The Poppy Factory is a powerful tale about shell shock and how no matter which war, no matter which branch of the military, no matter what your sex, i...moreThe Poppy Factory is a powerful tale about shell shock and how no matter which war, no matter which branch of the military, no matter what your sex, it can affect anyone. Shell shock or PTSD does not discriminate.
The story goes back and forth between a modern-day heroine who has just returned from the Afghan war and is struggling in her relationships and the day-to-day life of being a paramedic. She's overtaken with rage, drowns herself in an alcoholic haze, and can't stop the nightmares and flashbacks. Could her great-great grandmother's diary, detailing the days after WWI and her husband's own struggles with PTSD be just what Jess needs to get back on track?
I think I preferred Rose's story and character more than Jess's. I am not overly fond of the diary method though. I would def have enjoyed the book more had Rose's story been a story (like Jess's) and not a diary. I still became completely immersed in it though. What I really liked the most about Rose's tale is how we see England right after WWI, the rationing, the emergence of the flapper era, the two-minute silence, the tomb of the unknown soldier, the spiritualists taking advantage of grieving women, discrimination against pregnant women in the work field, the origins and purpose of the poppy factor... Rose's tale, despite the diary telling of it, is so emotional. Rose herself is also just amazing, as she carries her husband and herself through bad times, gets work as a machinist, and unlike the love interest of the modern story, stands by her husband in bad times as well as good.
Meanwhile, Jess's tale is self-pity and not much else. She has a flashback, cries, drinks, worries about her boyfriend, repeat. I'm not saying what she is feeling/going through isn't important--it is. But the historical story has so much more going on than just the issue of shell shock. It not only contains everything I mentioned above, but also a side drama involving a criminal/black marketeer. The modern story is strictly Jess's trauma. And her beau...honestly...if he can't stand with you during the bad times, then he's not worth keeping around for the good. "Go straighten yourself out first..." Whatever, dude. Jess's pining for him didn't win points with me. At the first sign of trouble, he dumped her. I say move on, girl.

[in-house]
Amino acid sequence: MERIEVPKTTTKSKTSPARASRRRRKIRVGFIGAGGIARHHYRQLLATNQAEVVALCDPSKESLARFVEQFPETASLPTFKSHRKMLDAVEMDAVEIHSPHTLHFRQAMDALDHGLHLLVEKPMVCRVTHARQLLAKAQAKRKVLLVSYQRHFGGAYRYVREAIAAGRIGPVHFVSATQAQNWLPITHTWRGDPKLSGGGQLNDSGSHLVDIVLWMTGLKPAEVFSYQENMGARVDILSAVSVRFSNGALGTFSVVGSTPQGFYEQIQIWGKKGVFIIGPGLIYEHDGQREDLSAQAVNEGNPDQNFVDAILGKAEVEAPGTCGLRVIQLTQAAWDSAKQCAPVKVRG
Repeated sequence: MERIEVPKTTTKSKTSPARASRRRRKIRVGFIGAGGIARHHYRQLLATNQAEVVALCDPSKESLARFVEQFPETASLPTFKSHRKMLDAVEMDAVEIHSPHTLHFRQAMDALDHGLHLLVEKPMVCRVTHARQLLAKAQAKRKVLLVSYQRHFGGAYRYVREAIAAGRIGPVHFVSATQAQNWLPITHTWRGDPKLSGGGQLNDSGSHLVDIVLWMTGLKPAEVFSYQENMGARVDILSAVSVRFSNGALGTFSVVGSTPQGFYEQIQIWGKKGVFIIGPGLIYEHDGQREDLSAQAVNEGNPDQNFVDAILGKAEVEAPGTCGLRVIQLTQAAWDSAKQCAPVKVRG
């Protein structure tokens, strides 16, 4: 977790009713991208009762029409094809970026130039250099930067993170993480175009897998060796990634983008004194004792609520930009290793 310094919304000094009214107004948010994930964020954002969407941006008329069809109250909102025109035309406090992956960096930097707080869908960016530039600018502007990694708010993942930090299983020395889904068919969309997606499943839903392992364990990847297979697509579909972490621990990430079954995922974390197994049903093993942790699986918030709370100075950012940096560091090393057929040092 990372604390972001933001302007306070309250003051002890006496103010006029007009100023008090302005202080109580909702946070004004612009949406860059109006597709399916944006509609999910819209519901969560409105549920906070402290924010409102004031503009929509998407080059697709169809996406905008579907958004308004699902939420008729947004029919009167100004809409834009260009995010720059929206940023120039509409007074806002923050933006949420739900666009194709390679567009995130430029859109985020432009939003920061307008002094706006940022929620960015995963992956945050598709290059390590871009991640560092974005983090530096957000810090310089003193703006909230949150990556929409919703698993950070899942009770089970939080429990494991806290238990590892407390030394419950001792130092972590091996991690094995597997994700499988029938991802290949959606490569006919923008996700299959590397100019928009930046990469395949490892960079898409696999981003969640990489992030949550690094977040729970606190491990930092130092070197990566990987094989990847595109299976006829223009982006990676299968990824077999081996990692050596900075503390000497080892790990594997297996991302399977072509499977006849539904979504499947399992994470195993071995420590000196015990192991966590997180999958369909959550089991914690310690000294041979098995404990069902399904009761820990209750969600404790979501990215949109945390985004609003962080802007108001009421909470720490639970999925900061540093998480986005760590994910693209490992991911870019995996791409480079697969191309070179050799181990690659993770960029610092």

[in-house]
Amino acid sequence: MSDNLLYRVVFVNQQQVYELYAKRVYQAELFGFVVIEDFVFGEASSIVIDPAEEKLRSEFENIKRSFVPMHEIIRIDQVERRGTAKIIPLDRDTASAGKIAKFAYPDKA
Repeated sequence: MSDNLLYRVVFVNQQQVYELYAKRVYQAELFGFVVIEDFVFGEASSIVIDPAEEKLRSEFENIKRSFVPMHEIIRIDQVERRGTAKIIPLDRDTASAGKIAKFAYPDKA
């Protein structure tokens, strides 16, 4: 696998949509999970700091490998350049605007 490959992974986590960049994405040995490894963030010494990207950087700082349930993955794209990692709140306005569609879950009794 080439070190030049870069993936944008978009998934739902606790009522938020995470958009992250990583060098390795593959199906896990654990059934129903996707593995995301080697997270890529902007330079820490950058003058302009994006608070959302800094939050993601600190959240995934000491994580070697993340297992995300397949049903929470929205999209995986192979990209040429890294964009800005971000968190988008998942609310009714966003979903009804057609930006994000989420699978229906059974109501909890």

This is book four in the Louise Pearlie series. (I only read book three before reading this one and I haven't been one bit lost.) Louise is a woman wh...moreThis is book four in the Louise Pearlie series. (I only read book three before reading this one and I haven't been one bit lost.) Louise is a woman who works for the OSS during WWII, in D.C. What's the OSS? I can't remember what exactly it stands for, but think of it as an early version of the NSA. Louise's official task: filing clerk, but what she really does is decipher and translate and record mysterious data and notes and whatnot from spies overseas and searches for spies here at home.
What I really enjoy about this series, besides a heroine who knows her own mind, sticks up for others, and is intensely independent, is the historical setting. Through her we see the housing situation/rules in D.C. during that time, learn of all the political tension and how one must watch what they say, and meet a variety of characters. In this one we meet a returning war vet missing his arm and though it's a small side story, find out why he's so angry and tired of being asked about his Purple Heart.
Side stories such as his really happened and make for thought-evoking reading.
Ms. Shaber even managed to put bits of the racial tension/situation in the States in this installment. I applaud the author for keeping Louise at the homefront. Her series shows that there was a LOT going on here too during the war.
And as usual, Louise's file clerk duties get set to the side when a higher up asks her for some discreet help. A little blunder lands her on the case of a murdered man. Was he murdered? Or was it an accident? But if he wasn't murdered, where is his wallet? And why was he being investigated by the OSS?